Violent collisions can cause cervical spine injuries

New York Giants linebacker Antonio Pierce suffered a neck injury during a game on Oct. 25. He was reported to have symptoms of neck pain and a burning sensation radiating to his arm. After his symptoms subsided over the next few days, he returned to his normal activity. When neck pain returned weeks later, an MRI revealed a bulging disc in the cervical spine, placing him on the disabled list.

Pierce’s situation is not that uncommon, especially for a linebacker. The cervical spine consists of a series of seven bony vertebrae designed to protect the fragile spinal cord and nerve roots. This area of the nervous system is responsible for sensation and movement of the upper extremities.

Sandwiched between each of the vertebrae is a cartilaginous disc. The center of the disc consists of soft, moist material to cushion any impact.

In a situation where there is repeated trauma to the head and neck causing compression, the discs become brittle and susceptible to fracture and eventual herniation (bulging). A disc that is out of place can irritate the nerve roots and/or the spinal cord.

Football players who use their heads when blocking and stretch their necks to one side tackling are particularly susceptible to these injuries. An MRI scan of a linebacker’s cervical spine typically shows bony arthritic changes and compressed discs consistent with that seen in an elderly person.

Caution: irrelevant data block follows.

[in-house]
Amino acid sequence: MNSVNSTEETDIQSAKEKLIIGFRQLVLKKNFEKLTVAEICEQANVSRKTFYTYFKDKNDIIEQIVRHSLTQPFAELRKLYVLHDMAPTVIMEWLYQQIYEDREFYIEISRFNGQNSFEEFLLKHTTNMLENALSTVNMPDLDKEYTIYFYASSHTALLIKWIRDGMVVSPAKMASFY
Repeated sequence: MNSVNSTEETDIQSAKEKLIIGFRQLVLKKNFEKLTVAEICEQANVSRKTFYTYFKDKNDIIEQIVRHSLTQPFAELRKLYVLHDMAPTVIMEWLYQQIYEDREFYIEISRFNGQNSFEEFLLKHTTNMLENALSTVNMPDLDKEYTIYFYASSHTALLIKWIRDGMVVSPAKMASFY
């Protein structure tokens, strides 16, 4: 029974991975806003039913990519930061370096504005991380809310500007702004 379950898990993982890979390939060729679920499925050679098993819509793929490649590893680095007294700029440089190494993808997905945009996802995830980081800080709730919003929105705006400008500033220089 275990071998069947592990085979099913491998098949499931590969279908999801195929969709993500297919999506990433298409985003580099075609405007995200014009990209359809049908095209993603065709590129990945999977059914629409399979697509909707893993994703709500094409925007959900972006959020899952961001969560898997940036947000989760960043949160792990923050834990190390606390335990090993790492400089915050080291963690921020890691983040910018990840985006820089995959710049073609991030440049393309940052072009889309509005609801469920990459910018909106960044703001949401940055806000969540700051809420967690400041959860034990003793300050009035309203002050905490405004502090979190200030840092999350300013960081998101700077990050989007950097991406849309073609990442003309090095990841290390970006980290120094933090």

Treatment for these injuries can be conservative with physical therapy, anti-inflammatory medications and rest. Surgical intervention may include simply removing the herniated portion of disc alone or in combination with fusing the vertebrae for stability.

Cervical spine injuries can be avoided by strengthening supporting neck muscles, wearing a protective collar and most importantly, utilizing proper blocking and tackling techniques.

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